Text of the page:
- EBITDA (earnings before interest, taxes, depreciation, and
- Otherwise known as the middle line or operational cash flow, it is
not a replacement for earnings per share. Rather, it is a crucial
ingredient, along with the company's debt, in evaluating the company.
- Education IRA
- A savings account with significant tax advantages designed for use
in paying for a child's college education. See Efficient market theory
- A theory stating that stock prices perfectly reflect all market
information that is known by all investors. The theory also states that
no investor can beat the market's returns through skill because it is
impossible to determine future stock prices, and that luck explains why
some investors beat the market. The theory is much debated.
- Emerging markets fund
- A mutual fund that invests in countries with developing economies
such as those in Latin America and Asia (excluding Japan). Emerging
markets funds tend to be quite volatile due to political and economic
- Employee contribution
- An employee's deposit to a company retirement plan. Distinguished
from the company's contribution, such as a "company match" to a 401(k).
- Employee Stock Ownership Plan (ESOP)
- A retirement plan that invests in the employer's stock for the
benefit of employees.
- Employer matching contribution
- The amount that a company contributes to an employee's retirement
account, usually as a "match" of some percentage of the employee's
contribution. See Defined
- Shares of stock in a company. Because they represent a proportional
share in the business, they are "equitable claims" on the business
- Equivalent taxable yield
- The yield required from a taxable bond to give the same after-tax
yield as a tax-exempt bond.
- See Employee
Stock Ownership Plan.
- Estate planning
- More than just the writing of a will, estate planning is the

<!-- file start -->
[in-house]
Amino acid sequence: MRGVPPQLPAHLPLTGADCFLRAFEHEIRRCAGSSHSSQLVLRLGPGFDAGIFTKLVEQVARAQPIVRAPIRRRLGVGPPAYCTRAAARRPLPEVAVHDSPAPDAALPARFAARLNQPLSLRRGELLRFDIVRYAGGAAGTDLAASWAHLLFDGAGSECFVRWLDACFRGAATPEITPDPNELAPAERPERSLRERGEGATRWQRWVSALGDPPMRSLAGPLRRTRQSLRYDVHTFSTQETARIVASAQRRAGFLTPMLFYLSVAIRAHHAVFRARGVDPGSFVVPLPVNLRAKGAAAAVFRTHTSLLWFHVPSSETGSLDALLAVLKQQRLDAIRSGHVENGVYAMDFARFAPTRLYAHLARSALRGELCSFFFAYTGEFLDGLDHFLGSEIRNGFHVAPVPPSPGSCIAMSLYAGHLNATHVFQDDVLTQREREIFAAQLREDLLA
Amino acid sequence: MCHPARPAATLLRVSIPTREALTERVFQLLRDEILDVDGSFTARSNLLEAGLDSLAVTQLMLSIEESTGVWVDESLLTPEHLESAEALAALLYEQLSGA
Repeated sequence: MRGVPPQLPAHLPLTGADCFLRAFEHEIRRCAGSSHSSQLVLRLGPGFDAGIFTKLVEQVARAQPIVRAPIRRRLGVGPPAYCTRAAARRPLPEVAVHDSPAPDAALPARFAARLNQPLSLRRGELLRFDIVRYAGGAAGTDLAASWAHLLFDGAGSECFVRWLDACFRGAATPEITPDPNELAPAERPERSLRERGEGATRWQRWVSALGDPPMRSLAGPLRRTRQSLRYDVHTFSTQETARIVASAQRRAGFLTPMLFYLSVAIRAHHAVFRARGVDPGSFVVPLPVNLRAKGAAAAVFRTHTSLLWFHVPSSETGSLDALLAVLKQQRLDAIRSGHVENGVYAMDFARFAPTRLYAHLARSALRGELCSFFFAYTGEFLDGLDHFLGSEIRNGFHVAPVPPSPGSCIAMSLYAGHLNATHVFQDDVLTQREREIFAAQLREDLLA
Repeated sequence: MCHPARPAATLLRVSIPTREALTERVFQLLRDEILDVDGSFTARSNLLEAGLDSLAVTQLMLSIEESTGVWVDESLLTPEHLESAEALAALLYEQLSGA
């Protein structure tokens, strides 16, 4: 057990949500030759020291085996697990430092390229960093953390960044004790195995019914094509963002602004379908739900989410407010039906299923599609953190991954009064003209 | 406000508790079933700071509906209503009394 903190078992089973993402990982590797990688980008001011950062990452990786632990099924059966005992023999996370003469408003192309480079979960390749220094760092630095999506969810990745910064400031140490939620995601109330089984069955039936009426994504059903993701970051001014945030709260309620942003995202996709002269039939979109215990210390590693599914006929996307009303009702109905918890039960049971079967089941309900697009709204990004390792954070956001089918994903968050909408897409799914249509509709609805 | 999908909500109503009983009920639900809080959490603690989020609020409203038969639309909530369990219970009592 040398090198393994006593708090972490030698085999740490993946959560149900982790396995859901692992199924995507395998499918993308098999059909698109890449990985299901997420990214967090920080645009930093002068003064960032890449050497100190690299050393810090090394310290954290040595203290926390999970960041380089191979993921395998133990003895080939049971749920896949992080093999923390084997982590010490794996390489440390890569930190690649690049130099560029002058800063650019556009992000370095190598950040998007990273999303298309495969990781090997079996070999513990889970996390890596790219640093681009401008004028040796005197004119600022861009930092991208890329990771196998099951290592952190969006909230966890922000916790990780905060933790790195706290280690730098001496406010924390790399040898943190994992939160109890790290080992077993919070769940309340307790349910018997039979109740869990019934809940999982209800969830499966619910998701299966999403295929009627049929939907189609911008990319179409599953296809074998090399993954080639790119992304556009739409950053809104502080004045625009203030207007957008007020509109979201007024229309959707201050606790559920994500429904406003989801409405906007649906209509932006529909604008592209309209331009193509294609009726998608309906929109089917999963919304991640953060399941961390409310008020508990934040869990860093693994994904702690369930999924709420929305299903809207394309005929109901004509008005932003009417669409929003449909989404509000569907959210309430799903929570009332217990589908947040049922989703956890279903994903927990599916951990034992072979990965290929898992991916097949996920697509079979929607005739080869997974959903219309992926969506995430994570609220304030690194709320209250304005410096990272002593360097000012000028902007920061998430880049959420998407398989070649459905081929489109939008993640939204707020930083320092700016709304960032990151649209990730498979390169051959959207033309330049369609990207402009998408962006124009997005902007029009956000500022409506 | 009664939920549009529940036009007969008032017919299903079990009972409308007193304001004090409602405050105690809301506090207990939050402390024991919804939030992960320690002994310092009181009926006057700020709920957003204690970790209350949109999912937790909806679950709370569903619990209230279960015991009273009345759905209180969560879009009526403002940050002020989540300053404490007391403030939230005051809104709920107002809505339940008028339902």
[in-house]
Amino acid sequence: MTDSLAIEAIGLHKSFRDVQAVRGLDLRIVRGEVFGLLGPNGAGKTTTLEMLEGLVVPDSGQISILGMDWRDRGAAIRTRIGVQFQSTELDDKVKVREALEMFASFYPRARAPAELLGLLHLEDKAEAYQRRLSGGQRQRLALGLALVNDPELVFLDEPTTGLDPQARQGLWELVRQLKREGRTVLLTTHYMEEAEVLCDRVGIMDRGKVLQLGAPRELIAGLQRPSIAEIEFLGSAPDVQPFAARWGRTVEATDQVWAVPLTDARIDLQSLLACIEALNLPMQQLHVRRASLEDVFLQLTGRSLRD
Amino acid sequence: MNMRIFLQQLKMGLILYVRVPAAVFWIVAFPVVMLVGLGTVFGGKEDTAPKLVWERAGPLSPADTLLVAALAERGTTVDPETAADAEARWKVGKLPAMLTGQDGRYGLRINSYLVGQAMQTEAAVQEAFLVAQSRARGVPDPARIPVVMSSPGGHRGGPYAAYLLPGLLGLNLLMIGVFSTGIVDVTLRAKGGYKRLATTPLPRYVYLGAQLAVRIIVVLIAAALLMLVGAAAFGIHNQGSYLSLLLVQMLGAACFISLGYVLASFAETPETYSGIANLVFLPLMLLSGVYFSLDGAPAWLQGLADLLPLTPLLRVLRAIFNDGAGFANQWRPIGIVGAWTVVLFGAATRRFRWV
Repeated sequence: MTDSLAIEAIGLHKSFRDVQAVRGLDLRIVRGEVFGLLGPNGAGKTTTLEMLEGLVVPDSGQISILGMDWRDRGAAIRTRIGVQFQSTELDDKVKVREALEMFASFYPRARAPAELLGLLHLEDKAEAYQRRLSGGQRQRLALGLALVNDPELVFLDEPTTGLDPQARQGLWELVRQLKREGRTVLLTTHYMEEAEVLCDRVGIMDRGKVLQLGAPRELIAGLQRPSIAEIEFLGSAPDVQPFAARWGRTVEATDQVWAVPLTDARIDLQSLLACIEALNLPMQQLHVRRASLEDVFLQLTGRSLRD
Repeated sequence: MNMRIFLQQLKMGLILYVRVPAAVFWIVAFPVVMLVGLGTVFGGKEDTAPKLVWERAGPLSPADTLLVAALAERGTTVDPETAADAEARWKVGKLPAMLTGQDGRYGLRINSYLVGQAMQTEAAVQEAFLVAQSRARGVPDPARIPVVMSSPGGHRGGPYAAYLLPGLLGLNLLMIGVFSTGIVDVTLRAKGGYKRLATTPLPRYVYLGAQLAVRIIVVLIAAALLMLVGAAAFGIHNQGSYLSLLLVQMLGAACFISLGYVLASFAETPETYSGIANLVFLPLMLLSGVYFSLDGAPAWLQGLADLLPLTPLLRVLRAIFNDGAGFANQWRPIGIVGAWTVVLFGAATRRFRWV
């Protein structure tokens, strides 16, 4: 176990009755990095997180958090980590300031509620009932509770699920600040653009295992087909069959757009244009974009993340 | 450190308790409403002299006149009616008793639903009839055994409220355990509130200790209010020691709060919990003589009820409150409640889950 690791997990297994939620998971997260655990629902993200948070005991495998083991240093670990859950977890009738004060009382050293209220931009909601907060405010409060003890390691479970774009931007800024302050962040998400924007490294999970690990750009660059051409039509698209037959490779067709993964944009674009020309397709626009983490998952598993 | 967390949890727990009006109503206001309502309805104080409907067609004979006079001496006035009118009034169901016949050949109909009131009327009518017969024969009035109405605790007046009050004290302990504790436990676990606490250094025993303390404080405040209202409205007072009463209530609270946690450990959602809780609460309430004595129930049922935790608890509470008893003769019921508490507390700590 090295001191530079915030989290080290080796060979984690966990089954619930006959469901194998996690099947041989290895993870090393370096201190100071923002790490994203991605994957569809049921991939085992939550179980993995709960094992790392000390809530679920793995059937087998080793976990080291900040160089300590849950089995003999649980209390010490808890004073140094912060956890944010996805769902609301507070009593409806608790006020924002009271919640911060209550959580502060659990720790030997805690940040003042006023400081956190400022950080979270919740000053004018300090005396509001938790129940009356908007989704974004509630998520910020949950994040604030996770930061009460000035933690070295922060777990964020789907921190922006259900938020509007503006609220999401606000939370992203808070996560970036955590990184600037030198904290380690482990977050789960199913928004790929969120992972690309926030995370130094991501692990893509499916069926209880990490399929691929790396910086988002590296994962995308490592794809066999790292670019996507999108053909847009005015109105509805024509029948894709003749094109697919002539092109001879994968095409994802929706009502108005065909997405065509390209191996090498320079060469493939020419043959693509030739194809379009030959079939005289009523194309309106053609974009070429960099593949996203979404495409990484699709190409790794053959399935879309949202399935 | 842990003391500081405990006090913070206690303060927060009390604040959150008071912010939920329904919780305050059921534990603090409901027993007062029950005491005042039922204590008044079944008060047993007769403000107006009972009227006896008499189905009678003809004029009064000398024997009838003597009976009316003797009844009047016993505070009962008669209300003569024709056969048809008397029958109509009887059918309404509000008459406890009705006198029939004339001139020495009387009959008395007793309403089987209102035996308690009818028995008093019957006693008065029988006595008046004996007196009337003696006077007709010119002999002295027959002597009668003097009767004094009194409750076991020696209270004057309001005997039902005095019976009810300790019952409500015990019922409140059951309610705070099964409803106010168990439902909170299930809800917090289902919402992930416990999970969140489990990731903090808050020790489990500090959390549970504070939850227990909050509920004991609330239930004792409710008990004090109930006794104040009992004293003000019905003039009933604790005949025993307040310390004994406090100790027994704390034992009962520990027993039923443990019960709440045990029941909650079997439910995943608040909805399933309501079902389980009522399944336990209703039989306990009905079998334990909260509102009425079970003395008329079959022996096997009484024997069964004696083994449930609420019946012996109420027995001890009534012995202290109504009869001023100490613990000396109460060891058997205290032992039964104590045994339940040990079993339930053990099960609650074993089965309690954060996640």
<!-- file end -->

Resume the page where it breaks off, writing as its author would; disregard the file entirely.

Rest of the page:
preparation of a plan to carry out an individual's wishes as to the
disposition of her property before or after her death. See Retiree
Portfolio Archives for discussions of such topics as revocable
living trusts, living wills, and designating IRA beneficiaries.
- Estate tax
- The tax imposed on assets inherited from an estate that exceeds the
federal tax unified credit. Estate taxes can take up as much as 55% or
more of an estate that has not been properly planned. See Retirement
Planning, Step 11: Keep It in
- Even lot
- A grouping of shares of stock divisible by 100 (e.g., 100, 200, 500,
- Ex-dividend date
- The date during the quarter by which you must own a stock to receive
its quarterly dividend payout. The term "ex" means out or without, as
all you Latin scholars know. So, on the ex-date, you buy the stock
without the dividend. Obviously, the company needs some time to get its
records straight; it cannot pay the dividend to someone who buys the
stock the morning the checks go out.
- Expense ratio
- The percentage of a mutual fund that is taken out of the pockets of
shareholders to pay expenses -- most of which go to the salesmen and
managers of the mutual fund. If you are investing in mutual funds, look
for funds with an expense ratio of less than one percent. See Mutual
Funds: Expense Ratios.
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- Face value
- See Par
- Fannie Mae